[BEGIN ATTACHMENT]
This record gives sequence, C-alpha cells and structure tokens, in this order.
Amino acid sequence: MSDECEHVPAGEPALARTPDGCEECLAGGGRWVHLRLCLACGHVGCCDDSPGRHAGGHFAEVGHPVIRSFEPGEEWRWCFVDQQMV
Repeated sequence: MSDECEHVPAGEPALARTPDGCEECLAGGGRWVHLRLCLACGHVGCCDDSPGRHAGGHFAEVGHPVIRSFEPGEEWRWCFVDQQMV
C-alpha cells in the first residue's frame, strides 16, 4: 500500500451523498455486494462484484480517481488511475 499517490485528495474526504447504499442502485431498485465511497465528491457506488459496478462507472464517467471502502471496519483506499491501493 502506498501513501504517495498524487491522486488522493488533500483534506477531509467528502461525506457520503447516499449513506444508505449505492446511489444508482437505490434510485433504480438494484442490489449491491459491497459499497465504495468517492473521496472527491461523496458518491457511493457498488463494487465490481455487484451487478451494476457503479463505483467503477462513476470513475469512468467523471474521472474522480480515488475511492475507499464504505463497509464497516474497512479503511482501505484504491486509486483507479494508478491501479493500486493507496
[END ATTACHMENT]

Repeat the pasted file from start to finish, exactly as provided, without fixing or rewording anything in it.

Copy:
This record gives sequence, C-alpha cells and structure tokens, in this order.
Amino acid sequence: MSDECEHVPAGEPALARTPDGCEECLAGGGRWVHLRLCLACGHVGCCDDSPGRHAGGHFAEVGHPVIRSFEPGEEWRWCFVDQQMV
Repeated sequence: MSDECEHVPAGEPALARTPDGCEECLAGGGRWVHLRLCLACGHVGCCDDSPGRHAGGHFAEVGHPVIRSFEPGEEWRWCFVDQQMV
C-alpha cells in the first residue's frame, strides 16, 4: 500500500451523498455486494462484484480517481488511475 499517490485528495474526504447504499442502485431498485465511497465528491457506488459496478462507472464517467471502502471496519483506499491501493 502506498501513501504517495498524487491522486488522493488533500483534506477531509467528502461525506457520503447516499449513506444508505449505492446511489444508482437505490434510485433504480438494484442490489449491491459491497459499497465504495468517492473521496472527491461523496458518491457511493457498488463494487465490481455487484451487478451494476457503479463505483467503477462513476470513475469512468467523471474521472474522480480515488475511492475507499464504505463497509464497516474497512479503511482501505484504491486509486483507479494508478491501479493500486493507496